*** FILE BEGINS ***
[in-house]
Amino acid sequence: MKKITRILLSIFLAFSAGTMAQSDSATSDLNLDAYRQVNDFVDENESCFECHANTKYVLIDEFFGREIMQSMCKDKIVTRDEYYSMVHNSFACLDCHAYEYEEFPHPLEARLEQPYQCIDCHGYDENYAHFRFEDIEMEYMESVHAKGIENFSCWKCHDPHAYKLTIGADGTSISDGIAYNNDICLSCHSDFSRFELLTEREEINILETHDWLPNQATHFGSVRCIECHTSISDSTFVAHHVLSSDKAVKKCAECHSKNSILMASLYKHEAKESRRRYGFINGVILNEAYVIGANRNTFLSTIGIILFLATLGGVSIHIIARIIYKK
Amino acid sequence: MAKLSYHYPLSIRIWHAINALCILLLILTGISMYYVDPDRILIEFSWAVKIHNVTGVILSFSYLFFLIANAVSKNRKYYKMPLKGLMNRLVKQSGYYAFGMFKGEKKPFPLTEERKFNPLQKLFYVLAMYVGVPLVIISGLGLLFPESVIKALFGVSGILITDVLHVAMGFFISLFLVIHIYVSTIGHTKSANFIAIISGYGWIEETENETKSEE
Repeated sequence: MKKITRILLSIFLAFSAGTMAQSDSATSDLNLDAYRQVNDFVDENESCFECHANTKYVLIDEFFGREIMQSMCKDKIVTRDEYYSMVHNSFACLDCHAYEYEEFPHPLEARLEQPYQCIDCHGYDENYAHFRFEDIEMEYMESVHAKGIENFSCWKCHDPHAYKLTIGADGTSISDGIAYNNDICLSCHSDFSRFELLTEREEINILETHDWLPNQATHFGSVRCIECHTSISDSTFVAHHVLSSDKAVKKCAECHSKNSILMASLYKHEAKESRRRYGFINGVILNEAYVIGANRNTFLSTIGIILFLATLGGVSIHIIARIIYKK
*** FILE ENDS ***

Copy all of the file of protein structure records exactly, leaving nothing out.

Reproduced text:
[in-house]
Amino acid sequence: MKKITRILLSIFLAFSAGTMAQSDSATSDLNLDAYRQVNDFVDENESCFECHANTKYVLIDEFFGREIMQSMCKDKIVTRDEYYSMVHNSFACLDCHAYEYEEFPHPLEARLEQPYQCIDCHGYDENYAHFRFEDIEMEYMESVHAKGIENFSCWKCHDPHAYKLTIGADGTSISDGIAYNNDICLSCHSDFSRFELLTEREEINILETHDWLPNQATHFGSVRCIECHTSISDSTFVAHHVLSSDKAVKKCAECHSKNSILMASLYKHEAKESRRRYGFINGVILNEAYVIGANRNTFLSTIGIILFLATLGGVSIHIIARIIYKK
Amino acid sequence: MAKLSYHYPLSIRIWHAINALCILLLILTGISMYYVDPDRILIEFSWAVKIHNVTGVILSFSYLFFLIANAVSKNRKYYKMPLKGLMNRLVKQSGYYAFGMFKGEKKPFPLTEERKFNPLQKLFYVLAMYVGVPLVIISGLGLLFPESVIKALFGVSGILITDVLHVAMGFFISLFLVIHIYVSTIGHTKSANFIAIISGYGWIEETENETKSEE
Repeated sequence: MKKITRILLSIFLAFSAGTMAQSDSATSDLNLDAYRQVNDFVDENESCFECHANTKYVLIDEFFGREIMQSMCKDKIVTRDEYYSMVHNSFACLDCHAYEYEEFPHPLEARLEQPYQCIDCHGYDENYAHFRFEDIEMEYMESVHAKGIENFSCWKCHDPHAYKLTIGADGTSISDGIAYNNDICLSCHSDFSRFELLTEREEINILETHDWLPNQATHFGSVRCIECHTSISDSTFVAHHVLSSDKAVKKCAECHSKNSILMASLYKHEAKESRRRYGFINGVILNEAYVIGANRNTFLSTIGIILFLATLGGVSIHIIARIIYKK